In 1787, the United States Constitution was being drafted by the Founding Fathers, who were grappling with the issue of slavery. One of the most controversial and hotly debated topics was how to count slaves in the new nation`s population for the purposes of representation and taxation.
The compromise that emerged from these debates was known as the Three-Fifths Compromise. It stated that for every five slaves in a state, three of them would be counted as part of the state`s population. This compromise was enshrined in Article 1, Section 2 of the Constitution and lasted until the end of slavery in the United States with the ratification of the Thirteenth Amendment in 1865.
The Three-Fifths Compromise was a crucial moment in the history of slavery in the United States. It institutionalized the idea that slaves were not fully human, but rather property to be counted as part of a state`s population for political purposes. This dehumanizing view of slaves was one of the key factors that fueled the abolitionist movement in the United States, which sought to end slavery and establish equal rights for all people.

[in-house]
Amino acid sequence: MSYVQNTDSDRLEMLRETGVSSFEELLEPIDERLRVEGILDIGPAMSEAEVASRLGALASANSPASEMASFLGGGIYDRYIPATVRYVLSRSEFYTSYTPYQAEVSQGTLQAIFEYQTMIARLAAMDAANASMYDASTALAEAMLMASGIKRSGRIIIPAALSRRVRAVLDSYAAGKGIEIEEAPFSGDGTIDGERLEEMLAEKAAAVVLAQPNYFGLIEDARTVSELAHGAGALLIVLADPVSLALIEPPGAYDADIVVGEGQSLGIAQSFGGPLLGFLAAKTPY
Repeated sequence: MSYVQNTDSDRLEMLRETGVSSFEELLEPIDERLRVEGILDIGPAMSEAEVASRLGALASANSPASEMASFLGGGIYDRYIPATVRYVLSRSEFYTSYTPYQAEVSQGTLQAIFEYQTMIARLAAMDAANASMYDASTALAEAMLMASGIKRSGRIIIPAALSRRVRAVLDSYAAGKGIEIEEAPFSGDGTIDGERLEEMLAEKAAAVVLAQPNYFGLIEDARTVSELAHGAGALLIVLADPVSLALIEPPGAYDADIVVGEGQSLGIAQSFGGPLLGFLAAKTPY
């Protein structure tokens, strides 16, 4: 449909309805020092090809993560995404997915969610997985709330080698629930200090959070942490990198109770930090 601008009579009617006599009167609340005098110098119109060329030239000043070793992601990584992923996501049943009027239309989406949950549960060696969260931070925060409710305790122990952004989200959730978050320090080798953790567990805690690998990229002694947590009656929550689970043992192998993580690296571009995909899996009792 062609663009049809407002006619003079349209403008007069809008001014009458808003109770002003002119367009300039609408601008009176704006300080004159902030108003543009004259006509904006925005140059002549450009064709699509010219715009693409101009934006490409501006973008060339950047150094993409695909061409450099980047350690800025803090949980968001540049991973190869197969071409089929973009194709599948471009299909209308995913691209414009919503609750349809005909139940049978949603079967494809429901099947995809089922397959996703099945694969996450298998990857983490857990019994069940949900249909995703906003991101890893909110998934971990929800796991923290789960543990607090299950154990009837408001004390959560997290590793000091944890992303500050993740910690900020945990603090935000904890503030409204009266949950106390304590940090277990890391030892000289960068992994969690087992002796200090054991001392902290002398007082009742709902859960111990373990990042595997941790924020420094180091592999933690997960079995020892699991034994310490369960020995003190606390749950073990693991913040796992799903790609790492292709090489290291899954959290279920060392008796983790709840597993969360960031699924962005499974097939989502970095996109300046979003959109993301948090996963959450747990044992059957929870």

In addition to its impact on the abolitionist movement, the Three-Fifths Compromise also had significant political implications. By counting slaves as part of a state`s population, slaveholding states were able to gain more representation in the House of Representatives than they would have otherwise. This gave them more political power and influence in the federal government, which they used to protect their economic interests, including the continuation of slavery.
Overall, the agreement to count slaves as three-fifths of a person was a deeply troubling and dehumanizing moment in United States history. It institutionalized the idea that some people were less human than others and perpetuated the horrific practice of slavery for nearly a century. While it was eventually abolished, the legacy of this compromise is still felt today in the ongoing struggle for racial justice and equality in the United States.